Power sector in 2030
France has a relatively low emitting power sector (around 80gCO₂/kWh in 2017). This is mostly due to the heavy reliance on nuclear power. The government aims to reduce the share of nuclear energy in the power mix to 50% by 2035. However, in February 2022, President Macron announced plans to build six new reactors and potentially commission an additional eight by 2035–2037 to deal with the current decaying state of existing reactors. A draft law to accelerate the construction was presented to the French Parliament in January 2023.
Regardless of lower total emissions, the sector’s carbon intensity would need to decline to 10–20 gCO₂/kWh (71–75% below 2019 levels) by 2030 to be 1.5°C compatible. The reduction could be driven by a high uptake of renewable energy and phasing out of coal by 2025, which would be consistent with the current government target of phasing out coal by 2022. However, in 2021, the government revised the plan to phase out coal by 2022, deciding to keep one power plant running at 10% capacity to “ensure network stability”. This could potentially keep coal in the French power mix until 2024 or 2026, which would not be in line with 1.5°C compatible pathways, requiring a phase-out of coal already in 2020.14 Furthermore, in light of the ongoing energy crisis, France has extended the operation of one coal plant until the end of 2023.
Policies and measures that drive the development of renewables will be key to decarbonising France’s power sector. 1.5°C compatible pathways show a share of renewables in the power mix of between 60% and 85% by 2030. France only generated 19% of its electricity from renewables in 2020, falling short of its 23% target.
In reaction to the ongoing energy crisis, the French government has adopted measures including permitting renewable installations to sell electricity for 18 months at a market price, increasing the capacity of the already permitted projects by 40% and freezing the decrease of tariffs for PV projects on buildings for the year 2022. The measures are meant to reduce the risk of cancellation of planned renewable energy installations due to increasing material prices. However, they could also have the positive side effect of increasing the uptake of renewables.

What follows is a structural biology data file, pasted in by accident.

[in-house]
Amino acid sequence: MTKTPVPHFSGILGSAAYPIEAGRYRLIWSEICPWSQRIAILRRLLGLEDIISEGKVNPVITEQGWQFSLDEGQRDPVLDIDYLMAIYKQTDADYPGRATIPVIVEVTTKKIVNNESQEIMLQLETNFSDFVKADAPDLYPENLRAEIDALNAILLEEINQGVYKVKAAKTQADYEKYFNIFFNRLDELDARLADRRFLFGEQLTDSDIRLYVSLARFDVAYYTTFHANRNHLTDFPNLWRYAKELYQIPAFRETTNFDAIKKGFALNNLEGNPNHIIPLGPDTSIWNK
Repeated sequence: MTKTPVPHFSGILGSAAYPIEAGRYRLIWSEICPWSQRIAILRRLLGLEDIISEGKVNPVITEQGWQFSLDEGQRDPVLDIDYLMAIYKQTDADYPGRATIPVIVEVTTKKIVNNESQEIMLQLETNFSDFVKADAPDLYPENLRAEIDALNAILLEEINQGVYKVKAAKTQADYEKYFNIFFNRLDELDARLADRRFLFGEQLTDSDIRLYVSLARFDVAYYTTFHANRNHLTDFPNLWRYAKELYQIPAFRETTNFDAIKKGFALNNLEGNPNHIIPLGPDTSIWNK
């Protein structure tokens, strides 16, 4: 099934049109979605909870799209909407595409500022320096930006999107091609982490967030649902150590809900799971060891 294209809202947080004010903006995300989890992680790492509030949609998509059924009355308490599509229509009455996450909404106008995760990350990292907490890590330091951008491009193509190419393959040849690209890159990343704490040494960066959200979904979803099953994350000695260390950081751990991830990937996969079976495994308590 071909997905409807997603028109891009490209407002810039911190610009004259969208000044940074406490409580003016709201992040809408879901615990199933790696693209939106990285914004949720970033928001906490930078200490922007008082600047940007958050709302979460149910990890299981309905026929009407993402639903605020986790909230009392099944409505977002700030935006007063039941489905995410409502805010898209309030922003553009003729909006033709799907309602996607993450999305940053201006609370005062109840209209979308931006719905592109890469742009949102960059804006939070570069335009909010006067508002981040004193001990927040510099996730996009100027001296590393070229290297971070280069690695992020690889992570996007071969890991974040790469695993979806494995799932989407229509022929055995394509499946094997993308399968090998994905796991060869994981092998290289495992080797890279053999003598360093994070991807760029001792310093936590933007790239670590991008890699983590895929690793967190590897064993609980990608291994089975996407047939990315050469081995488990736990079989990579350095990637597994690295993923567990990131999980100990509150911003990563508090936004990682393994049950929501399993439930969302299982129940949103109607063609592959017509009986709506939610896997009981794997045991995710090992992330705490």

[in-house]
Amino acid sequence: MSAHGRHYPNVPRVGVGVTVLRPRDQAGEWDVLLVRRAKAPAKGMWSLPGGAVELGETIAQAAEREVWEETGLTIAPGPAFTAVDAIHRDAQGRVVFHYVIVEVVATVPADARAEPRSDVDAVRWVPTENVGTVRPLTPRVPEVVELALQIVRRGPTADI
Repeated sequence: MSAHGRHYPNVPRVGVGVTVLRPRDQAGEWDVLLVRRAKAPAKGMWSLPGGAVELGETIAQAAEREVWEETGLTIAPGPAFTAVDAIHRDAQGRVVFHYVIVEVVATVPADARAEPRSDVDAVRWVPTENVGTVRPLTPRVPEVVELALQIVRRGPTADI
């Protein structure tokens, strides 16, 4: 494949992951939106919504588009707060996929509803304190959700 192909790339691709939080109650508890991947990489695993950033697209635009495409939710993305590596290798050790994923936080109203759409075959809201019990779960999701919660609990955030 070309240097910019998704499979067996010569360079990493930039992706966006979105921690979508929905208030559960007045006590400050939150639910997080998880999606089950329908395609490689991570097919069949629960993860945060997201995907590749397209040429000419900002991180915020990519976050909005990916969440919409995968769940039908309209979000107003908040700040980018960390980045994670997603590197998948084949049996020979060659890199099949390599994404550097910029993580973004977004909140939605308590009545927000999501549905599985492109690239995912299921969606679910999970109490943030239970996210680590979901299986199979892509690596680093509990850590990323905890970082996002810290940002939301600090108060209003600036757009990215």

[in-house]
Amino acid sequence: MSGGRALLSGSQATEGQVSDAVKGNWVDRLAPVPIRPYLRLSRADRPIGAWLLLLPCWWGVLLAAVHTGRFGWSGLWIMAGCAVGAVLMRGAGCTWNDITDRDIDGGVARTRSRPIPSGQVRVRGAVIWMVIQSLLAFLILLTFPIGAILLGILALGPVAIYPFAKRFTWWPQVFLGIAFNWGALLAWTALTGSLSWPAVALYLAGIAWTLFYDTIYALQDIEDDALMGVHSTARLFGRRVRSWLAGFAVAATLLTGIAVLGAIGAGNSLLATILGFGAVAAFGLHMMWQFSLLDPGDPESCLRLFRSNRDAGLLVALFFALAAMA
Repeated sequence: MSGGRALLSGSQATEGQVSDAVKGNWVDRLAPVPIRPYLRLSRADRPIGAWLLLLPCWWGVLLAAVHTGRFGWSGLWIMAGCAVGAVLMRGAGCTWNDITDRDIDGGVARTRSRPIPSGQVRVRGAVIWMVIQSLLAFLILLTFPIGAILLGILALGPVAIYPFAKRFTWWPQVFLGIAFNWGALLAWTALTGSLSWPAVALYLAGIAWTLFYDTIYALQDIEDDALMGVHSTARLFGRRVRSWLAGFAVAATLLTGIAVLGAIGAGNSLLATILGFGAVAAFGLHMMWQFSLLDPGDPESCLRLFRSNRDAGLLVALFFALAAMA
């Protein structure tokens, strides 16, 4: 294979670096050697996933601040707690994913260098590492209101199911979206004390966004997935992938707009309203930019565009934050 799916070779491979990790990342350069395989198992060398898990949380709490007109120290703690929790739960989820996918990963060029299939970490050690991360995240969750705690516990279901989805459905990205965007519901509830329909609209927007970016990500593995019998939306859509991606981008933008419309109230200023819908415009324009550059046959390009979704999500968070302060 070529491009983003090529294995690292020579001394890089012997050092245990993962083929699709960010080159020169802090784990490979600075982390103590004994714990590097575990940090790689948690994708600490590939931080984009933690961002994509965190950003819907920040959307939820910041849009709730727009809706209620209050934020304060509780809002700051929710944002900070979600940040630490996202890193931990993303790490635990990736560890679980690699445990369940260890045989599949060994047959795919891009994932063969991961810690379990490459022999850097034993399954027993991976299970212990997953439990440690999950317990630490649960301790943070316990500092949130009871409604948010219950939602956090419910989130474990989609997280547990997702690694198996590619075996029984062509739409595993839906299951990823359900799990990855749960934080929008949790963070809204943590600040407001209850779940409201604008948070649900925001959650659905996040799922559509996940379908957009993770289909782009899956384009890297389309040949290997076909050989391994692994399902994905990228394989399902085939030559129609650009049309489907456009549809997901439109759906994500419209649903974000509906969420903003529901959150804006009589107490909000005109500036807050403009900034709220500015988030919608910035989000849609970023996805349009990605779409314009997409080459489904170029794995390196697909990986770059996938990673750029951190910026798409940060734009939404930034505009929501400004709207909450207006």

Towards a decarbonised power sector
Our analysis of 1.5°C compatible pathways suggests that France could fully decarbonise its power sector between 2034 and 2037. The decarbonisation would be driven by a high uptake of renewables and a phase out of fossil gas between 2035 and 2038. The share of renewable energy in the power generation could reach between 75% and 95% by 2040.
The pathways show an overall increase in power demand which reflects the electrification of the economy and the power sector’s role in decarbonisation effort. In its low carbon national strategy, the French government aims at a ‘carbon free energy production’ by 2050. Even though this target goes beyond the electricity sector, France would need to decarbonise electricity generation much earlier to be in line with 1.5°C compatible pathways.